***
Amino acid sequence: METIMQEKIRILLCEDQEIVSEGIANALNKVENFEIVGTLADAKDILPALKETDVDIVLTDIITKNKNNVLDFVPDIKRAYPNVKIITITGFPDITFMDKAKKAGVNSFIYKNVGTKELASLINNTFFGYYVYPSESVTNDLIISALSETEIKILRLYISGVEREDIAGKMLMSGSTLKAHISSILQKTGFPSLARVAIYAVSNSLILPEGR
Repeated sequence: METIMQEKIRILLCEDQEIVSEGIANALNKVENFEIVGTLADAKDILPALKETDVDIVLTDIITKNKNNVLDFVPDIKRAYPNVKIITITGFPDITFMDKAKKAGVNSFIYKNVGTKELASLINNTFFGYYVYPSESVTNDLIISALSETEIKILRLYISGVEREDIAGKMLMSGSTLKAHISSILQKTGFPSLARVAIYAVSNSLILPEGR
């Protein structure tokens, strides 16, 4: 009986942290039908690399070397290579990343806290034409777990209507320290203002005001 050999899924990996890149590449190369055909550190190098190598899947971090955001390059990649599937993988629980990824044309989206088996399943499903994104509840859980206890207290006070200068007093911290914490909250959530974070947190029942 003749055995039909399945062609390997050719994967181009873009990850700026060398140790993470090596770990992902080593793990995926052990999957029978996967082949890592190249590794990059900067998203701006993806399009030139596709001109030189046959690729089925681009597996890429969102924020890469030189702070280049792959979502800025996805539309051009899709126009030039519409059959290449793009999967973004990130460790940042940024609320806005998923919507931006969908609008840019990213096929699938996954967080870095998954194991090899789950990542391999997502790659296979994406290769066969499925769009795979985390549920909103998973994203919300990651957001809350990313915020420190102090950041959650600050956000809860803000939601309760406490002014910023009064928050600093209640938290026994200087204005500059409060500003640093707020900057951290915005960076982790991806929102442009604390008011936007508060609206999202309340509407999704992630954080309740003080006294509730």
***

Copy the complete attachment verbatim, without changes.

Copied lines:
Amino acid sequence: METIMQEKIRILLCEDQEIVSEGIANALNKVENFEIVGTLADAKDILPALKETDVDIVLTDIITKNKNNVLDFVPDIKRAYPNVKIITITGFPDITFMDKAKKAGVNSFIYKNVGTKELASLINNTFFGYYVYPSESVTNDLIISALSETEIKILRLYISGVEREDIAGKMLMSGSTLKAHISSILQKTGFPSLARVAIYAVSNSLILPEGR
Repeated sequence: METIMQEKIRILLCEDQEIVSEGIANALNKVENFEIVGTLADAKDILPALKETDVDIVLTDIITKNKNNVLDFVPDIKRAYPNVKIITITGFPDITFMDKAKKAGVNSFIYKNVGTKELASLINNTFFGYYVYPSESVTNDLIISALSETEIKILRLYISGVEREDIAGKMLMSGSTLKAHISSILQKTGFPSLARVAIYAVSNSLILPEGR
């Protein structure tokens, strides 16, 4: 009986942290039908690399070397290579990343806290034409777990209507320290203002005001 050999899924990996890149590449190369055909550190190098190598899947971090955001390059990649599937993988629980990824044309989206088996399943499903994104509840859980206890207290006070200068007093911290914490909250959530974070947190029942 003749055995039909399945062609390997050719994967181009873009990850700026060398140790993470090596770990992902080593793990995926052990999957029978996967082949890592190249590794990059900067998203701006993806399009030139596709001109030189046959690729089925681009597996890429969102924020890469030189702070280049792959979502800025996805539309051009899709126009030039519409059959290449793009999967973004990130460790940042940024609320806005998923919507931006969908609008840019990213096929699938996954967080870095998954194991090899789950990542391999997502790659296979994406290769066969499925769009795979985390549920909103998973994203919300990651957001809350990313915020420190102090950041959650600050956000809860803000939601309760406490002014910023009064928050600093209640938290026994200087204005500059409060500003640093707020900057951290915005960076982790991806929102442009604390008011936007508060609206999202309340509407999704992630954080309740003080006294509730």